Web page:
WASHINGTON (AP) -- Sen. Frank Murkowski wants the federal government to create a $1 million center at the University of Alaska Fairbanks to study new energy technology.
Murkowski, R-Alaska, tucked in language to create the ''Office of Arctic Energy'' in the Senate version of the yearly Defense Department authorization bill. It was added late Tuesday night as the bill was being debated on the Senate floor.
Under the proposal, the center would ''promote research development and deployment of electric power technology that is cost-effective and especially well-suited to meet the needs of rural and remote regions of the United States, especially where permafrost is present or located nearby.''
The office would focus on enhanced oil recovery using ''reinjection of carbon'' and conversion of natural gas to liquids. Also, it would look into small hydroelectric power stations, including river turbines and tidal generators. Other energy sources tagged for study include gas hydrates, coal bed methane, shallow natural gas, geothermal heat, wind and fuel cells.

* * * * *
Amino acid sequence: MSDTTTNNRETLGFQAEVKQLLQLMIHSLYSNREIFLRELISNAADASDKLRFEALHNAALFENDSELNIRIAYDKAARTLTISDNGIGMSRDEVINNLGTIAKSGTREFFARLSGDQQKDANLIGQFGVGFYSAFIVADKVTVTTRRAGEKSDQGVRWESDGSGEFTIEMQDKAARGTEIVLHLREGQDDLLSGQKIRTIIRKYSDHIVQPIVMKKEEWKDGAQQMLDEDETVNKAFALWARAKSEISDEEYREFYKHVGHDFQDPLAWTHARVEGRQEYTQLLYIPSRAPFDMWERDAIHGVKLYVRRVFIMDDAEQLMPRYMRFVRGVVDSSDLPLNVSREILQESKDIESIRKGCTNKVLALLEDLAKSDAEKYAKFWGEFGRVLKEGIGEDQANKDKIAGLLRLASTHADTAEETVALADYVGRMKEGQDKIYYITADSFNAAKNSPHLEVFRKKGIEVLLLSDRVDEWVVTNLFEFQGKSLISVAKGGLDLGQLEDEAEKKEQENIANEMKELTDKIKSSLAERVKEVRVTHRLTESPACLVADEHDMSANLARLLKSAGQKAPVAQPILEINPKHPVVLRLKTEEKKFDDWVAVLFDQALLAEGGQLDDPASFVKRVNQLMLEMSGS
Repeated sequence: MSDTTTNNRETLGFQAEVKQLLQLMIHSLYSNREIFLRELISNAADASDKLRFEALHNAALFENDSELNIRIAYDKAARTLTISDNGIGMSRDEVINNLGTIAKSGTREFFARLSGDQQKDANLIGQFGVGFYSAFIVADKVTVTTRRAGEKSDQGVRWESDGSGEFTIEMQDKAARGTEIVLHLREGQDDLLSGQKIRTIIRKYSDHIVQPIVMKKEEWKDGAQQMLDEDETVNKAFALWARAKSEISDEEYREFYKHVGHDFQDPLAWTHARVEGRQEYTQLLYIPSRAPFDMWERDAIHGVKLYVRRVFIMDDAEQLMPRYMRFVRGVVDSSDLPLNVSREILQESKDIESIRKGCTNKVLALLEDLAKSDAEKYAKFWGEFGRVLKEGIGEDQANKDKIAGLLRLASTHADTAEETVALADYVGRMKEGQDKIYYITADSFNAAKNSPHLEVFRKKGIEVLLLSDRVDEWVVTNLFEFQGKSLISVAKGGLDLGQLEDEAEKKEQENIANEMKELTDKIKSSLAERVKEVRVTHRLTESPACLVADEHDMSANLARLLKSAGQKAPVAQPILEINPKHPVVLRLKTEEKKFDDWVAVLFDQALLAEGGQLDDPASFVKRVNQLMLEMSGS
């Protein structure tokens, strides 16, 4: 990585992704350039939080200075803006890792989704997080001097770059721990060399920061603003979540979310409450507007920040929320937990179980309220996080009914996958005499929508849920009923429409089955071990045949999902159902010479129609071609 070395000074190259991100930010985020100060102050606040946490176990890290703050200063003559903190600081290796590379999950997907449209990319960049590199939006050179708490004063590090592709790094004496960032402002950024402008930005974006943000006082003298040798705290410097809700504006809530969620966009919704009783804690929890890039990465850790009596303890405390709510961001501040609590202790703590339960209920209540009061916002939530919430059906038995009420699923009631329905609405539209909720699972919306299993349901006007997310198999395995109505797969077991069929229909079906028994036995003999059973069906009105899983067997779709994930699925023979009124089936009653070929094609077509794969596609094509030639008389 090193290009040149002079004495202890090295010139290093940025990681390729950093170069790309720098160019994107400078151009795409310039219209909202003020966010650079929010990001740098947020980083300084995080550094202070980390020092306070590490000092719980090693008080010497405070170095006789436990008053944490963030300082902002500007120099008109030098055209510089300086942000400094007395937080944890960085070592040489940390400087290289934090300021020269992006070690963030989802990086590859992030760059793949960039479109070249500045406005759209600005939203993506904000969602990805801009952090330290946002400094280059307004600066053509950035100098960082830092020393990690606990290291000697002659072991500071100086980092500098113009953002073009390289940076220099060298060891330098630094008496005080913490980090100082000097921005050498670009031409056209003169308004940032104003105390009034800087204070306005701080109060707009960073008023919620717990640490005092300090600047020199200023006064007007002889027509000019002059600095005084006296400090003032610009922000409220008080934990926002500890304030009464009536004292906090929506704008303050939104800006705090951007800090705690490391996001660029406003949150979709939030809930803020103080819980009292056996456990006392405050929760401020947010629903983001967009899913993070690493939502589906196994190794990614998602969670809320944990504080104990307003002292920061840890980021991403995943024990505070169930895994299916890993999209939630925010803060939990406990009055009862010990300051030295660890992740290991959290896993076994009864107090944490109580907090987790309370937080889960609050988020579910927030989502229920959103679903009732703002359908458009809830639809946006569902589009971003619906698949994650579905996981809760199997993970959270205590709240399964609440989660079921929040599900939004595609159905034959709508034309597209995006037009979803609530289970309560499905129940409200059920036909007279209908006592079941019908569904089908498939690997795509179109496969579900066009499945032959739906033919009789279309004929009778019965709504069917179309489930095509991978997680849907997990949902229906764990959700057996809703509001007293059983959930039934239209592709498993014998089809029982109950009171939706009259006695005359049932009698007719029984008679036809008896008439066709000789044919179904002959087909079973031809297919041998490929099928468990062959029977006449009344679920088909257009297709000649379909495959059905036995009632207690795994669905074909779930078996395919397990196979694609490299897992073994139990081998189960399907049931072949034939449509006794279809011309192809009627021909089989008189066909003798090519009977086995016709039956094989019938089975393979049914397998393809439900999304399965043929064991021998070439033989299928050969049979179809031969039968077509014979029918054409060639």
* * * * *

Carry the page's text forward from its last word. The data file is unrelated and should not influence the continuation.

The federal Department of Energy would have to locate the office at ''a university with special expertise and unique experience'' both in cold regions and in the kinds of energy research outlined in the amendment.
Given that description, the center would likely land at UAF, Murkowski said.
UAF spokeswoman Debra Damron said that the institution has indeed specialized in such research in recent years. She noted that an Energy Department grant last year helped establish the UAF Energy Center, which is studying the use of fuel cells. The UAF lab working on the fuel cell received a visit from Assistant Secretary of Energy Dan Reicher when it opened in August.
UAF officials involved in discussions about the new center are in Washington, D.C., this week, Damron said.
Peninsula Clarion ©2013. All Rights Reserved.